The UK should lead the G7 in the push for wind

The Climate Group’s chief executive Helen Clarkson, OBE, believes that the UK is uniquely positioned to drive the uptake of wind energy by sharing successes with other G7 nations.

The UK should lead the G7 in the push for wind

Pictured: The Walney offshore wind farm

Britain’s windy coastline, leadership on climate, and commitment to clean energy have helped it become a global wind superpower. It should take this expertise and experience to global markets that are slower in decarbonising their energy systems.

This weekend in Japan, Rishi Sunak should take the opportunity to remind his G7 counterparts about the huge potential of offshore wind to bring down bills, support energy security, and slash emissions. There is no better place to make this argument than Japan.

While the UK has surged ahead in cementing its position as one of the world’s leading offshore wind powers, Japan has just dipped its toes into its waters with the start of its first offshore wind farm. Meanwhile, the UK is home to the four largest offshore windfarms in the world, with wind power that has increased seven-fold between 2010 and 2020.

The UK is well positioned to export its offshore wind knowledge to other countries around the world with similar maritime geographies, like Japan. We have already heard this week about Japanese businesses investing in the UK, including in offshore wind.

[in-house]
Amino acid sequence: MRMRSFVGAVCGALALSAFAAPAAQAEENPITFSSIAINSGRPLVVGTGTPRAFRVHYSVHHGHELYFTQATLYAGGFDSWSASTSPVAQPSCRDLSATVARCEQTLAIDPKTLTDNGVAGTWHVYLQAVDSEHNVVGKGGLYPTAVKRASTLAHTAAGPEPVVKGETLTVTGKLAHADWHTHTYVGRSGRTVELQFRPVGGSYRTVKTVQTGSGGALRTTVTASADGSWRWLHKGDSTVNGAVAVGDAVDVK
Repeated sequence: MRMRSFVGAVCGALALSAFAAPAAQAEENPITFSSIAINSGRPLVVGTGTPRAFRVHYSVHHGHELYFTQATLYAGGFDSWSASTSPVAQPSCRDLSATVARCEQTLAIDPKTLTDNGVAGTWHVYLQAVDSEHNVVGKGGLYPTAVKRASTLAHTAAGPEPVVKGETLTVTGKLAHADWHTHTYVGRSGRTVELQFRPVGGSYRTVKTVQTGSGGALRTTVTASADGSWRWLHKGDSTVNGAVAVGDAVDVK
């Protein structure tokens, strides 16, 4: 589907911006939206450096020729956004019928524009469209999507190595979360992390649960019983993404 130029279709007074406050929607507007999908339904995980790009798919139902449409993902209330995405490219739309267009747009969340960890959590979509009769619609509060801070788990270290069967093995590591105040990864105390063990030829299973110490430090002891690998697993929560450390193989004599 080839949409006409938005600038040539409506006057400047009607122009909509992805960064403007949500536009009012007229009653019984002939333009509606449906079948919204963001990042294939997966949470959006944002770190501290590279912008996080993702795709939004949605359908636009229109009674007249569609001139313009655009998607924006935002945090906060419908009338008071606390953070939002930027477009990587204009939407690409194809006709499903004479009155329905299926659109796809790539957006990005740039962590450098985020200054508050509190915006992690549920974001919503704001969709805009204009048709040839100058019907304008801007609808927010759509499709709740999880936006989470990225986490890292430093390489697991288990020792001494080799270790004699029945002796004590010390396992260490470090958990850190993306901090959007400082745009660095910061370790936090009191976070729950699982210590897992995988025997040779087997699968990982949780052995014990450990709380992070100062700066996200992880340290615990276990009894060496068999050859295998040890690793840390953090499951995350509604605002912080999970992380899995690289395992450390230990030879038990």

This week’s G7 hosts have a similar climate to the UK and, as an island nation, has abundant wind capacity. In fact, according to the International Energy Agency, Japan has the potential to satisfy its entire power needs nine times over through wind power alone. The UK stands to benefit if Japan starts to realise this potential.

Building on its new trade deal with Japan, the UK should be sharing its expertise with another nation, concerned with energy security and affordability with abundant renewable energy sources. Our energy policymakers and regulators should be fully engaged in climate diplomacy with other major nations.  It’s also a chance for UK companies to share their talent in this sector and get a foothold in the huge growing decarbonisation market of Asia.

Ahead of the summit, G7 countries have already committed to increase their offshore wind capacity by 150 GW within the decade, alongside improved targets on solar power and commitments to speed up the phase out of fossil fuels.

But the world’s most developed economies must be more ambitious on offshore wind. The G7’s renewables targets must go even further to accelerate the switch to clean energy at the speed required to get off fossil fuels and keep the target of halting warming at 1.5 degrees C within reach.

At Climate Group, our RE100 campaign includes nearly 400 global businesses, committed to 100% renewable electricity. While our British and Japanese members have fully committed to a renewables pathway, Japan is the most challenging place to buy clean electricity. To remain competitive, Japan needs to remove existing barriers to offshore wind to swiftly increase supply. The UK should be doing everything it can to push the G7 to be bolder on offshore wind.

The UK has taken its foot off the pedal when it comes climate leadership since world leaders gathered in Glasgow for COP26. But at this week’s G7 meeting in Hiroshima, the Prime Minister has a prime opportunity to reclaim the UK’s leadership role.

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